Dancing With The Tsars : What Russia gains from the World Cup
Most will be aware that the FIFA World Cup is now well under way in Russia. We’ve already seen plenty of excitement from missed penalties, late-game screamers and underdog feel-good stories. For Russia however, the World Cup is about much more than sport. It’s a chance to show to the world the supposedly “new Russia”, one that may be beyond the idea that most people have of it. When the country won the right to host the competition, many really believed in a post-Soviet, global Russia.
That was however 8 years ago, and Putin has since come back to power, leading to deep changes in the face of renewed issues both at home and abroad. The word “issues” may be an understatement: over the past 4 years we’ve witnessed the annexation of Crimea, the war in Eastern Ukraine, numerous military interventions in Syria, the Sochi Olympics doping scandal, the downing of Malaysia Airlines Flight 17 and the poisoning of a former spy in England. Activists continue to die abroad mysteriously while those at home are jailed. More recently, Russia made “gay propaganda” illegal and weaponised social media to send western democracies spiraling nearly out of control.
Despite all this, the power of a World Cup is such that the few voices calling for a boycott have gone largely unheard and un-cared for. Say what you will about the FIFA, those guys know how to put butts in seats. Russia has spared no expense to get said butts into said seats: the competition cost taxpayers $11bn (683 billion rubles), which is vastly over budget. Going over budget is normal for both an international event and Russia (the Sochi Olympics cost $50bn), yet few will deny that many “expenses” come from Putin’s need to feed his “court”. Would he not do that, they may feed on him one day.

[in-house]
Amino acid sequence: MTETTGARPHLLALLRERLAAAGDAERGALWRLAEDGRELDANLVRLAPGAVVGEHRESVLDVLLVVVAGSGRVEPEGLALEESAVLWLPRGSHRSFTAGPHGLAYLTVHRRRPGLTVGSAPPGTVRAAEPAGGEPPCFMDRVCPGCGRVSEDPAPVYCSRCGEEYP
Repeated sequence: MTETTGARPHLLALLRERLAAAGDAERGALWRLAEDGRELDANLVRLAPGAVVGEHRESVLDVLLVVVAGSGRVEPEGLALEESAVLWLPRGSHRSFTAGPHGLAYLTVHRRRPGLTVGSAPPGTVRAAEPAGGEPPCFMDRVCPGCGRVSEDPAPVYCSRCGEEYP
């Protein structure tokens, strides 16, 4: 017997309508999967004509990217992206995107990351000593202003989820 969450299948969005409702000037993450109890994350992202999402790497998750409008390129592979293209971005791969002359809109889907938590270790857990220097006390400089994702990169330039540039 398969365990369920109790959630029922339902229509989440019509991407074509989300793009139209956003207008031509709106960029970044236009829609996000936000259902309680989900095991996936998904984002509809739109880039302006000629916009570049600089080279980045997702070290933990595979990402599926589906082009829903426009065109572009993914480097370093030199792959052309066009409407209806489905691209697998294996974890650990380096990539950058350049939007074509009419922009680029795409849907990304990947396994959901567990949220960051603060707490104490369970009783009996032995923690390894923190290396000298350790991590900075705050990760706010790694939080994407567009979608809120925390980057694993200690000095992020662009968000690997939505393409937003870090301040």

In fact, the economic impact of the competition is expected to be very limited. Most of the 12 stadiums built or expended for the competition are unlikely to get much use once the competition is over, and citywide renovations have been superficial. The impact over internal politics will also be negligible: Putin’s approval ratings are so high that the World Cup is unlikely to move the needle above their longtime 85% point. Equally, it’s unlikely to influence his detractors overseas.
So what gives? Why is this event so important to Putin?
What’s at stake here is primarily international clout and goodwill, regardless of the score at the end of the month. We often forget that the U.S is seen as the enemy of numerous regions of the world (sometimes rightly — the sound of drones and “collateral damage” makes for lousy nursery rhymes), and to that extent Putin’s Russia looks to provide a powerful counter-balance of power. The World Cup is the perfect time to cement that idea by providing the positive image of a modern Russia.
In fact, a World Cup where the U.S team is nowhere to be found and billions of people watch Russia beat the Saudis 5–0 is a powerful metaphor for current international politics.
The U.S has turned America First into America Alone by alienating most of its allies, and the international community has been unable to have a positive impact on many crises currently going on. Trump’s demand of the re-creation of the G8 is just the cherry on top, though one must assume Putin regularly wakes up with the immortal words of Victor Frankenstein ringing in his ears : “I have been the author of unalterable evils, and I live in daily fear lest the monster whom I created should perpetrate some new wickedness”.
Greek, Hungarian, Italian and Austrian populist leaders have recently cosied up to Mr. Putin, as have Angela Merkel of Germany and Emmanuel Macron of France when discussing the future of the Iran deal, among other issues. There are few popular geopolitical clubs Russia is a part of, and despite showing the image of proud loner, it is no doubt enjoying being once more a part of any international community. To that extent, every victory on the field will be like winning a small war with regards to said international community’s view of the embattled nation.